Ten years ago— or perhaps even just five years ago — members of the beef industry probably weren’t ready for all the goals the Global Roundtable for Sustainable Beef wanted them to achieve.
The global roundtable, or GRSB for short, brings together retailers, researchers, processors, regulators, farmers and policymakers with a goal of setting and communicating sustainability goals related to climate change, land use, and animal health and welfare.
There are more than 500 members from 24 countries. GRSB has actually been in existence since 2012, but only recently has been able to gain larger momentum on some of its efforts.
Nicole Johnson-Hoffman, a past president of GRSB, recently speculated that she didn’t think the members — or maybe the entire organization — were really ready to look long-term and focus on sustainability.
Following the recent Global Conference on Sustainable Beef that the GRSB organized, she was happy to conclude that members seemed more unified than in past years and more focused on looking ahead to ensure a solid and dependable beef supply chain. This can only come with a strong commitment to the environment and sustainable land use.
“Our industry feeds people, cares for animals, protects our environment and sustains vibrant communities,” Johnson-Hoffman said.
She praised the GRSB members for trying to find common ground and hold some of the important discussions that have been somewhat challenging in the past. Members are better able to engage those who hold different views, whether they’re peers or political opponents, such as those who aren’t fans of meat or have different ideas regarding land use.
In fact, she has even encouraged critics of the beef industry to join the organization to see what it’s about and get involved, rather than spending their energy on the outside and remaining frustrated or spreading untrue information.
“In the 25 years I’ve spent working in agriculture, I have never found another organization able to move forward into constructive, informed and compassionate engagement between agriculture and its stakeholders, until the GRSB was formed,” Johnson-Hoffman said. “We’ve accepted our role as the people who know best what our impacts really look like and what our impacts really are.”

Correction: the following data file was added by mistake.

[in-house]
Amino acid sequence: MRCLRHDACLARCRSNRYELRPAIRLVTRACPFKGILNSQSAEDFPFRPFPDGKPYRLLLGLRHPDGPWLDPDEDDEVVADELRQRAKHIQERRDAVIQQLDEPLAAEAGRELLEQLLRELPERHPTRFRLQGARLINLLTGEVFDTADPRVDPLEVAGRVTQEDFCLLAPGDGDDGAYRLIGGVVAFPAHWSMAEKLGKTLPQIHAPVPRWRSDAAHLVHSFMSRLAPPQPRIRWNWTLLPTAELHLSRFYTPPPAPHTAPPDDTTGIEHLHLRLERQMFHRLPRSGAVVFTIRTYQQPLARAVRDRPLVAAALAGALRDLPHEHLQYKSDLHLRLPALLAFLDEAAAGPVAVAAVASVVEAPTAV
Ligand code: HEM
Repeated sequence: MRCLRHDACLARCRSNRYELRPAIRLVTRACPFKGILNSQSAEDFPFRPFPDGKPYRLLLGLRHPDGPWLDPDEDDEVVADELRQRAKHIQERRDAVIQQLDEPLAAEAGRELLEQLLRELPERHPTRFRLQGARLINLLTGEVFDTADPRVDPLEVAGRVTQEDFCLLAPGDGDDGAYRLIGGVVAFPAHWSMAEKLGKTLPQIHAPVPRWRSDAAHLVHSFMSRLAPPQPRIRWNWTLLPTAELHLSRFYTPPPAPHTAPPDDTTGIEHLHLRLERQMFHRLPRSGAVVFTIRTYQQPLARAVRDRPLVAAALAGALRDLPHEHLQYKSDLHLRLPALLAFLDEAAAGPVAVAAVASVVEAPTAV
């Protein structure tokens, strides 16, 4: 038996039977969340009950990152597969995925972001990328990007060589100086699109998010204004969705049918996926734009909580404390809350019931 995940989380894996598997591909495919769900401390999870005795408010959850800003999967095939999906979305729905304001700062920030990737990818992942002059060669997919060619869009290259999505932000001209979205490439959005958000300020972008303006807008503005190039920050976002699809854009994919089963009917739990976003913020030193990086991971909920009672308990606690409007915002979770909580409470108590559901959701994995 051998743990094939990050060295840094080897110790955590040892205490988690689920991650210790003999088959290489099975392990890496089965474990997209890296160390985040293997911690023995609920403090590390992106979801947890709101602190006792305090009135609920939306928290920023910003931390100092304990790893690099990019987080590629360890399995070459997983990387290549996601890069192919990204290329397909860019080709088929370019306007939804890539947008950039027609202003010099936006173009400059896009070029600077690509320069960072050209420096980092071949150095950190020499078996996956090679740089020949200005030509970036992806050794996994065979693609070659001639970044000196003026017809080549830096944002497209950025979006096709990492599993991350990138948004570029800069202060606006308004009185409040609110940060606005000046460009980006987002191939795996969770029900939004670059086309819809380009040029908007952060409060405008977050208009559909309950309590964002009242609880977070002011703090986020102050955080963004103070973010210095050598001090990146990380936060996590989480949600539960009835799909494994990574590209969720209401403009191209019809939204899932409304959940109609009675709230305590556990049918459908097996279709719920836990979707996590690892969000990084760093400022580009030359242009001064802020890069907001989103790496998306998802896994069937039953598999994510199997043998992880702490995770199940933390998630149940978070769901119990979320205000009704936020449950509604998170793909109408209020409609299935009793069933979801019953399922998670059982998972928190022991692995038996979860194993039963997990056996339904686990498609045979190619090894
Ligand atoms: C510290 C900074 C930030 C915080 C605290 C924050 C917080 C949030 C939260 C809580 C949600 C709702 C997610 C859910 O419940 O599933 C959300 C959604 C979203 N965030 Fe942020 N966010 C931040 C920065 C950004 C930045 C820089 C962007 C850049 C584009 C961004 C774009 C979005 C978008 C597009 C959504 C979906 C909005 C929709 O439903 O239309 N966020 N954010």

Along with her leadership role in GRSB, she is also the chief sustainability officer and senior vice president for OSI Group, a global food provider with more than 20,000 employees.
Achieving common ground, Johnson-Hoffman said, really must start with eliminating assumptions. These can be at the local level, when different farmers have different views on the methods their neighbor is using, or such assumptions could be at the global level, where some countries or regions think their standards, practices and regulations are somehow better than others are.
Overall, she hopes that the continuing efforts of the GRSB will be able to bring people together better with shared goals and strategies.
OSI has been around in some form for more than a century, including supplying hamburger meat for McDonald’s restaurants since the 1950s.
For the last decade, OSI has been looking for better and more sustainable ways of doing business. For instance, in the Great Plains area of the U.S., OSI is focusing on educating farmers and ranchers on better ways to conserve soil and water in cattle grazing areas, which can have an effect on the quality of beef produced.
OSI also has worked with fast-food restaurants as well as suppliers to these restaurants to encourage them and educate them to start thinking in different ways.
The organization also not only focuses on improving sustainability practices at an internal level, but it also invites its vendors and partners to have this same commitment.
Since 2000, OSI has set a variety of short-term and longer-term sustainability goals for itself. The current ‘batch’ of goals has been set to be achieved by 2025. At that time, the company will look at how much progress has been made for each goal and what steps still need to be taken to get to completion.
More goals will likely be introduced for another five years or longer.
Starting in 2016, OSI Group has published a Global Sustainability Report, which gives information about the various protocols, practices and processes that are in place at its facilities around the world. This report discusses how much emphasis is placed on areas such as sustainable supply chains, social responsibility and general environmental stewardship.
The report is updated and published every two years, which reflects transparency as well as communication with the public and partners.